"We had a photo session before the race and we were all wanting to win more than anything, more than any championship. The 200th win at Martinsville meant so much to all of us because we lost so much there.

"And that was taken away from us. Both of our cars were wrecked on the last lap and the next to last lap, by the 15 car [Bowyer].

"You didn't see our guys go down there and fight in the pits; we didn't do any of that. I have never hurt as bad in my life leaving the race track as I did that day. It took me a week or so to get over it just because we had it in our grasp. And that's just emotions that we carry and nobody else.''

"So I stand behind him no different than if my son got in trouble at school for a bully beating on him and he stuck up for himself,'' Hendrick said. "That's the way I feel about it.''

Bowyer's reaction -- he parked his damaged car on pit road and pushed people aside as he ran toward Gordon's team transporter -- was particularly intense because he still was mathematically in championship contention before the accident, which also collected Joey Logano.

Gordon said Logano called him after the race, but said of the conversation, "I can't say it went exactly very well. I reached out to him again to try to get together with him here at the track and I have not been able to speak with him.''

Gordon has not spoken with Bowyer.

"Afterwards, did it sit well with me knowing that took his hopes out? No, he's also a guy I would consider a friend,'' Gordon said, reminding reporters that he was racing for fourth place in the championship himself.

"I think everybody thinks I just intentionally went down there and wrecked him and that's not the case. I wanted to make his life really miserable and I wanted to make my car really wide, but I wasn't expecting him to go diving down the inside on the apron and when he did, it caused us to hook and caused what ended up being a terrible accident.''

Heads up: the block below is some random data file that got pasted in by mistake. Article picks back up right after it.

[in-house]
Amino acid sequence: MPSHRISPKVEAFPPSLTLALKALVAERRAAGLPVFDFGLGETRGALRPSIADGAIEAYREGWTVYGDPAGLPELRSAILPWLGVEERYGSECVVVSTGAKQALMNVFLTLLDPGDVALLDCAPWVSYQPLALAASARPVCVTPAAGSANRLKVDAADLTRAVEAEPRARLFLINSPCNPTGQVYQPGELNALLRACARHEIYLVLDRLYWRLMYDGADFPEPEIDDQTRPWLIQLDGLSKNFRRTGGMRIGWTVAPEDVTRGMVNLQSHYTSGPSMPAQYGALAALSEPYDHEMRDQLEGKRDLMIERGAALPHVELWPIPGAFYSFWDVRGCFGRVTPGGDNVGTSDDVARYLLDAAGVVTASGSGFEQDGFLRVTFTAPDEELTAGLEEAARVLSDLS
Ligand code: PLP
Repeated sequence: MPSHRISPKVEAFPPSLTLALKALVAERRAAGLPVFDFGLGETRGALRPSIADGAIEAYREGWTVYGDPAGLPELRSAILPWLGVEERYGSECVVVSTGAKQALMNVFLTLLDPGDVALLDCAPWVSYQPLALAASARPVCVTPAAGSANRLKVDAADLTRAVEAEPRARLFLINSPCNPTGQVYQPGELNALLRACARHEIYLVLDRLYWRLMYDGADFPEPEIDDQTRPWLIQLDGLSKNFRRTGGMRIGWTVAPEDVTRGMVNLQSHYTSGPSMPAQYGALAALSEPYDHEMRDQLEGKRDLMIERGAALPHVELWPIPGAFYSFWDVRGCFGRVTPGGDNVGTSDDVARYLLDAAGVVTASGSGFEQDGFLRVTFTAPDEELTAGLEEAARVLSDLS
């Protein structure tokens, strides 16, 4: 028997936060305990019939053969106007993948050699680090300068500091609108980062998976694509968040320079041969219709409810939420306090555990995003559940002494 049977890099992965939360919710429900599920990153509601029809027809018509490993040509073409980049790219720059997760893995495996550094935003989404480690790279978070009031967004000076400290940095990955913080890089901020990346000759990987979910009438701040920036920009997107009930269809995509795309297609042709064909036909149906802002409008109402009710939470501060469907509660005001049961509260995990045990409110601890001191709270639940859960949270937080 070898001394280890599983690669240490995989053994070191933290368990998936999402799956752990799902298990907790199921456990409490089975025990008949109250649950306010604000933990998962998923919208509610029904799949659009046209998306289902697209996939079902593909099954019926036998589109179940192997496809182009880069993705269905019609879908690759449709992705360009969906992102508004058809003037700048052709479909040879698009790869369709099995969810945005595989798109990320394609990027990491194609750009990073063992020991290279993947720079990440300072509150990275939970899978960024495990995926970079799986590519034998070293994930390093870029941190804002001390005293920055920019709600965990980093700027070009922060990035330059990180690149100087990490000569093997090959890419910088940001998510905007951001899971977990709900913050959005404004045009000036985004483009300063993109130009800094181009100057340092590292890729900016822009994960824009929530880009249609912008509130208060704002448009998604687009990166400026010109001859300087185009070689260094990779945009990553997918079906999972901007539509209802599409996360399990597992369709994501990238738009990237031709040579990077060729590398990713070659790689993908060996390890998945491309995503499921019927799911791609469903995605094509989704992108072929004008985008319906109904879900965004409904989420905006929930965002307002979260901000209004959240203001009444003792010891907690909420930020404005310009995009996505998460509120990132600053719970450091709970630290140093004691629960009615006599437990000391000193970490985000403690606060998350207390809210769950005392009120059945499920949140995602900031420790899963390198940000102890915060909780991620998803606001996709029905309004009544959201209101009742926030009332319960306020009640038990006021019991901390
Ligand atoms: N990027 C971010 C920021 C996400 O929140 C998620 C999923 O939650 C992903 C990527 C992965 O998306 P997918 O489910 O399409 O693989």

In the hours and days following the race, other drivers suggested that it wasn't the behavior expected of a four-time champion. Gordon acknowledged that it may affect the opinion of some.

"But I don't think they're going to be messing with me for a little while,'' Gordon said. "I think they realize that that message was sent pretty clear. And I think that's something, too. It's been a real up-and-down year for us and I go on Twitter, too, and interact with my fans.

"Throughout the last couple of years I feel like one thing maybe I haven't done enough of is show the fire inside me that I want to win and want to win championships.

"And I think that while I would have liked to have gone about it differently on Sunday, I think it did show that the fire and passion is inside of me in a big way.''

Asked if he were a fan what he would think of the whole situation, Gordon was quick to respond. With a slight smile.

"I would tune in the following Sunday and see what happened.''